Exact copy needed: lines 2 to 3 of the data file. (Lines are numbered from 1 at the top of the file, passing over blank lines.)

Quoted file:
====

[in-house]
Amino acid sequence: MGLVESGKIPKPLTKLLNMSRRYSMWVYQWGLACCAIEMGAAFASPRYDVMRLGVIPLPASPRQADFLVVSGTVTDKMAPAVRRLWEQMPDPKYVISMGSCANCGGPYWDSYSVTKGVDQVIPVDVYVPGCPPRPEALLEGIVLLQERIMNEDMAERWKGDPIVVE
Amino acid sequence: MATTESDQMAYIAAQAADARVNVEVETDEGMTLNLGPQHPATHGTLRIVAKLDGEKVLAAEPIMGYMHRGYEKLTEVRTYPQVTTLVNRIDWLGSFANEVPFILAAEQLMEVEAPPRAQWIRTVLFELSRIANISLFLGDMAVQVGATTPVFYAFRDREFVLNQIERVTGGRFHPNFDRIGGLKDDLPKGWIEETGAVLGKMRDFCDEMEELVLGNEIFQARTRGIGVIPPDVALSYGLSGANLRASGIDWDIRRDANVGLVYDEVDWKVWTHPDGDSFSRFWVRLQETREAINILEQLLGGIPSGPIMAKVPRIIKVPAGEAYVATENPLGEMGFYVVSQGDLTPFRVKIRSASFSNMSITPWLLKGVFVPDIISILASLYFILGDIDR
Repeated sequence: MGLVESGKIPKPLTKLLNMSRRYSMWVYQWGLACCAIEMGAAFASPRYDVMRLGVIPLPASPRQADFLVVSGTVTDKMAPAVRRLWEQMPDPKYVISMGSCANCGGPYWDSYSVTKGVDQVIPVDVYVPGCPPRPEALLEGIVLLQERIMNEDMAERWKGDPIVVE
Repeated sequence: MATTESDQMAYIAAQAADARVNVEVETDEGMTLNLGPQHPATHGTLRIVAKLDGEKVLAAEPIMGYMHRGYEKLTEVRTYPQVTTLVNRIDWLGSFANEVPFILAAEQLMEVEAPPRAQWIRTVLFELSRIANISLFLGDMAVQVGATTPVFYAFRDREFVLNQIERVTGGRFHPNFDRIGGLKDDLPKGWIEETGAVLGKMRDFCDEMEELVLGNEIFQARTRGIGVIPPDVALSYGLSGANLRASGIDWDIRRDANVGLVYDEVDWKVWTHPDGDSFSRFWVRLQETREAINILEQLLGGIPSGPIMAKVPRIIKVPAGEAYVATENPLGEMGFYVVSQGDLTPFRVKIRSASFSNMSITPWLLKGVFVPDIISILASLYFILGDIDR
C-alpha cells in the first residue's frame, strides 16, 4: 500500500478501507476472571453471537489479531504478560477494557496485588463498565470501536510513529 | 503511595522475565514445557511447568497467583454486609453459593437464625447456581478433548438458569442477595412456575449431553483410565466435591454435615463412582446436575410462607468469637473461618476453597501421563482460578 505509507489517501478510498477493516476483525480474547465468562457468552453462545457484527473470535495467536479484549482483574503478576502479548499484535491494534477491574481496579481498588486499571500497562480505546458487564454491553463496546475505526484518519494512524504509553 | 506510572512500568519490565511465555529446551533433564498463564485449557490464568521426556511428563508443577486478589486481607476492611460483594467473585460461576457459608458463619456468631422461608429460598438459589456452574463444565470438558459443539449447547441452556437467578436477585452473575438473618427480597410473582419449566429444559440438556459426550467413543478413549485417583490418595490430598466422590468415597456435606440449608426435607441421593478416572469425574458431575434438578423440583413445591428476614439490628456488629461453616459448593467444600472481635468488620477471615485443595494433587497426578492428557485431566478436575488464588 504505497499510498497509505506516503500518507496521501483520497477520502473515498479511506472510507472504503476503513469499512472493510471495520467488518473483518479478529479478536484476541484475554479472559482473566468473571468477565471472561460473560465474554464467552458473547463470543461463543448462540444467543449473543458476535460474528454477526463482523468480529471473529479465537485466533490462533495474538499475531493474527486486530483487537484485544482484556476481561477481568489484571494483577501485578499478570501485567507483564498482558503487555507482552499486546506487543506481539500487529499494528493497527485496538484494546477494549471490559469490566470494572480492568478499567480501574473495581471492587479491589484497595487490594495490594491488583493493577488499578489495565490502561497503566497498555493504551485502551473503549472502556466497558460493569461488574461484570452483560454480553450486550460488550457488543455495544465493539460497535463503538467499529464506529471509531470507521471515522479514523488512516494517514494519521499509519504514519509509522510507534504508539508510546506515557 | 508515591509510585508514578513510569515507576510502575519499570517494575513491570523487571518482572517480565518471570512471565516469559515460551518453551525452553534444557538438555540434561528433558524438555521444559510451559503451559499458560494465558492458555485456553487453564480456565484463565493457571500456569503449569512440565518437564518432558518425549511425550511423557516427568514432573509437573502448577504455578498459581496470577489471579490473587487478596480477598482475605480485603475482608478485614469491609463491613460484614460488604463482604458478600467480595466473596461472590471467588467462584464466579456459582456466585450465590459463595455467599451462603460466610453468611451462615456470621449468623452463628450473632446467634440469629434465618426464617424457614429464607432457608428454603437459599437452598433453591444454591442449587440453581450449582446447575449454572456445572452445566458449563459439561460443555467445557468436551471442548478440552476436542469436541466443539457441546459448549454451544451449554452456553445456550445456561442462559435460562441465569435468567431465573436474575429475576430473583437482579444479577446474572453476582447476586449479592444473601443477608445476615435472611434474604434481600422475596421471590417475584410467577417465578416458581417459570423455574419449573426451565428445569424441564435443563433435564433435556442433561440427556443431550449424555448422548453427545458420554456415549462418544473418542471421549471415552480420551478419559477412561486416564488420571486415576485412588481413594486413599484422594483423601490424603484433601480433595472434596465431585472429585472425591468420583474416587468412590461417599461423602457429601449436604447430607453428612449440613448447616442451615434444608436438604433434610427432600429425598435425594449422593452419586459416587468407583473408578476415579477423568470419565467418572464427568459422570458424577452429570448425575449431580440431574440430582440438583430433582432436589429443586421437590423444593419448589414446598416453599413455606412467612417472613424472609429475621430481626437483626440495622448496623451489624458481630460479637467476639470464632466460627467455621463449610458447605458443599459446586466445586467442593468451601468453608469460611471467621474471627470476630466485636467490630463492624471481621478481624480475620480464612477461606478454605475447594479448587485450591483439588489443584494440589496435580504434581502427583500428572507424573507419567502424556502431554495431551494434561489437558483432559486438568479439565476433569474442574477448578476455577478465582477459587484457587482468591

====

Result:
Amino acid sequence: MGLVESGKIPKPLTKLLNMSRRYSMWVYQWGLACCAIEMGAAFASPRYDVMRLGVIPLPASPRQADFLVVSGTVTDKMAPAVRRLWEQMPDPKYVISMGSCANCGGPYWDSYSVTKGVDQVIPVDVYVPGCPPRPEALLEGIVLLQERIMNEDMAERWKGDPIVVE
Amino acid sequence: MATTESDQMAYIAAQAADARVNVEVETDEGMTLNLGPQHPATHGTLRIVAKLDGEKVLAAEPIMGYMHRGYEKLTEVRTYPQVTTLVNRIDWLGSFANEVPFILAAEQLMEVEAPPRAQWIRTVLFELSRIANISLFLGDMAVQVGATTPVFYAFRDREFVLNQIERVTGGRFHPNFDRIGGLKDDLPKGWIEETGAVLGKMRDFCDEMEELVLGNEIFQARTRGIGVIPPDVALSYGLSGANLRASGIDWDIRRDANVGLVYDEVDWKVWTHPDGDSFSRFWVRLQETREAINILEQLLGGIPSGPIMAKVPRIIKVPAGEAYVATENPLGEMGFYVVSQGDLTPFRVKIRSASFSNMSITPWLLKGVFVPDIISILASLYFILGDIDR